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Darwin Correspondence Project

Richard Henry Corfield

Richard Henry Corfield was in his final year at Shrewsbury School when Darwin started there. It’s hard to say how well they knew each other, but fifteen years later Corfield appeared again in Darwin’s life as a surprisingly familiar face on the other side of the world. For when Darwin arrived in Valparaiso, Chile, in 1834, Corfield was living there and working as a shipping merchant. Corfield originally had neither warehouse nor business partner in the United Kingdom, so he used agents to obtain British products to trade in South America (Llorca-Jaña pp. 68-9). Darwin stayed with him throughout his time in Valparaiso, and was much relieved to have a taste of home after so many years away. Corfield does not seem to have been very interested in natural history (when Darwin was heading to St Iago to admire the geology of the Andes mountains, Corfield was going to 'admire the beauties of nature, in the form of Signoritas'), but they got on well and Darwin was grateful for his hospitality. Darwin was very ill while in Valparaiso, so it was particularly gratifying to be staying with an old friend. By the time of Darwin’s departure, Corfield intended to return to England and take up a new business there. We have no indication, though, that Corfield and Darwin were ever in touch once they were both back on English soil.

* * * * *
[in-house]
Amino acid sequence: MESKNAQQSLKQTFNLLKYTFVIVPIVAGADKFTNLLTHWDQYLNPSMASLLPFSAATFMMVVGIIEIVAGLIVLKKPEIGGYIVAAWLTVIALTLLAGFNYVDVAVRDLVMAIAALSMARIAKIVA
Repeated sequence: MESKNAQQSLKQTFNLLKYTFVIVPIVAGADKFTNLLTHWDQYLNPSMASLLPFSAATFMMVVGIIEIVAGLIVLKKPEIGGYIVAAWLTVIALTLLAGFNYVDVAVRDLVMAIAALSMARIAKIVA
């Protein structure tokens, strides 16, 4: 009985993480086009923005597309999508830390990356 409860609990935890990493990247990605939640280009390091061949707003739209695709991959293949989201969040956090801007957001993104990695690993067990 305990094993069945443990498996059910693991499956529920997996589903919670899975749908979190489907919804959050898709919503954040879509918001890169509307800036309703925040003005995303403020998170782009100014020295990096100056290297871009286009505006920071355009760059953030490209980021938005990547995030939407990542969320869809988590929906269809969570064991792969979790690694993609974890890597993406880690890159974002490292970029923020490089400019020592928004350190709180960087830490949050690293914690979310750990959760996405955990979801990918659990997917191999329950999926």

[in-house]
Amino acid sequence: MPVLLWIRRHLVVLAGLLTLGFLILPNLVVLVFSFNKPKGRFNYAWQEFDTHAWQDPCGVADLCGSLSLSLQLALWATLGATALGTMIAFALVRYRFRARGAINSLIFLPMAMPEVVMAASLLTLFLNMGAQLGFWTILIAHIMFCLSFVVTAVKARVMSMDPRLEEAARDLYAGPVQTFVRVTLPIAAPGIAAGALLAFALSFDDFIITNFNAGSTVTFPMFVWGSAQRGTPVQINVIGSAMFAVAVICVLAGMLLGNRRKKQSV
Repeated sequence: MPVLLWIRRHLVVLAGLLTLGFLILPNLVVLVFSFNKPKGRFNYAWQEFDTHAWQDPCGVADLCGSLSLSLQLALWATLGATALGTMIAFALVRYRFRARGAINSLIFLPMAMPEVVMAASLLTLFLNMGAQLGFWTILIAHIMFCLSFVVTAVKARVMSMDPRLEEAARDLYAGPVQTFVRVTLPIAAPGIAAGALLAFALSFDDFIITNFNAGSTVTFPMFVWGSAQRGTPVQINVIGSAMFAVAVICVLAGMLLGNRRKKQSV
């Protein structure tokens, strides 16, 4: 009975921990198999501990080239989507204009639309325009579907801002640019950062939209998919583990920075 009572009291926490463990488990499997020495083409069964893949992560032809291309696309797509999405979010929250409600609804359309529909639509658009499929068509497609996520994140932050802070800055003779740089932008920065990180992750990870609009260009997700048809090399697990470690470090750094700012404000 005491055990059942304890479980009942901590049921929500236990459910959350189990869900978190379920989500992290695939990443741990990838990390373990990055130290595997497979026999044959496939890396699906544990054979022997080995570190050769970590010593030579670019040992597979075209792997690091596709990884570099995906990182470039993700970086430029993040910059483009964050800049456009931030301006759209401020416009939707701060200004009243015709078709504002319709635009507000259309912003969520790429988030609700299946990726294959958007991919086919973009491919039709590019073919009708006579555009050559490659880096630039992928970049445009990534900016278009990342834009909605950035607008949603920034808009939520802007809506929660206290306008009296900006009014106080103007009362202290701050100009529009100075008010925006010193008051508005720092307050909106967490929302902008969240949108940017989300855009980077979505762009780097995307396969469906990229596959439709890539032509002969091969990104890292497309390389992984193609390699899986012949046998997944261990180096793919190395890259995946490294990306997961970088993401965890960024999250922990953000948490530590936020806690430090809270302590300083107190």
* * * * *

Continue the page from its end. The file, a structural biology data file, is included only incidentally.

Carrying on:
Very little is known of Corfield once he passes out of the Correspondence.  He was back in England in 1838 where he married a woman named Mary in Exeter (BMD: (Marriage index)). In 1840 there was a notice in the London Gazette that the firm of Corfield, Alison, and Co. was being dissolved both in Valparaiso and in London on 31 October 1839 (London Gazette 1: 309). Thereafter he continued to work as a merchant, this time in Newton, Lancashire (1861 England Census). Eventually he retired and he and his wife lived with his daughter, Elinor, and her husband Edward K. Ellison (1881 England Census).

References

Llorca-Jaña, Manuel. 2012. The British textile trade in South America in the nineteenth century. Cambridge: Cambridge University Press.